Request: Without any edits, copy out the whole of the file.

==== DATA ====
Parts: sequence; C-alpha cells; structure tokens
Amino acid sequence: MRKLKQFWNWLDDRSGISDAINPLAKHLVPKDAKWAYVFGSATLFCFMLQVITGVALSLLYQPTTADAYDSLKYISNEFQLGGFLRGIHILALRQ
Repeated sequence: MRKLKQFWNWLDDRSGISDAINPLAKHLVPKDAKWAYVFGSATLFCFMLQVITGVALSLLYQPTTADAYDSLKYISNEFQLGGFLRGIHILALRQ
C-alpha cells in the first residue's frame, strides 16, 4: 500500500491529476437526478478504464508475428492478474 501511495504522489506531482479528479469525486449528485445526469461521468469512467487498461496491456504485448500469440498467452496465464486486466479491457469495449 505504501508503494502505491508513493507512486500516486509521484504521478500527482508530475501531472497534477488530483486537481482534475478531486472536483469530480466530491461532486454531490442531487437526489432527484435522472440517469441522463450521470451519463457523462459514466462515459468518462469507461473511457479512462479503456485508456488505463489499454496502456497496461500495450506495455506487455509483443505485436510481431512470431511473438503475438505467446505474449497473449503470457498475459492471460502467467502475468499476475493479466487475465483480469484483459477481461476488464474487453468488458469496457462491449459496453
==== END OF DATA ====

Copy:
Parts: sequence; C-alpha cells; structure tokens
Amino acid sequence: MRKLKQFWNWLDDRSGISDAINPLAKHLVPKDAKWAYVFGSATLFCFMLQVITGVALSLLYQPTTADAYDSLKYISNEFQLGGFLRGIHILALRQ
Repeated sequence: MRKLKQFWNWLDDRSGISDAINPLAKHLVPKDAKWAYVFGSATLFCFMLQVITGVALSLLYQPTTADAYDSLKYISNEFQLGGFLRGIHILALRQ
C-alpha cells in the first residue's frame, strides 16, 4: 500500500491529476437526478478504464508475428492478474 501511495504522489506531482479528479469525486449528485445526469461521468469512467487498461496491456504485448500469440498467452496465464486486466479491457469495449 505504501508503494502505491508513493507512486500516486509521484504521478500527482508530475501531472497534477488530483486537481482534475478531486472536483469530480466530491461532486454531490442531487437526489432527484435522472440517469441522463450521470451519463457523462459514466462515459468518462469507461473511457479512462479503456485508456488505463489499454496502456497496461500495450506495455506487455509483443505485436510481431512470431511473438503475438505467446505474449497473449503470457498475459492471460502467467502475468499476475493479466487475465483480469484483459477481461476488464474487453468488458469496457462491449459496453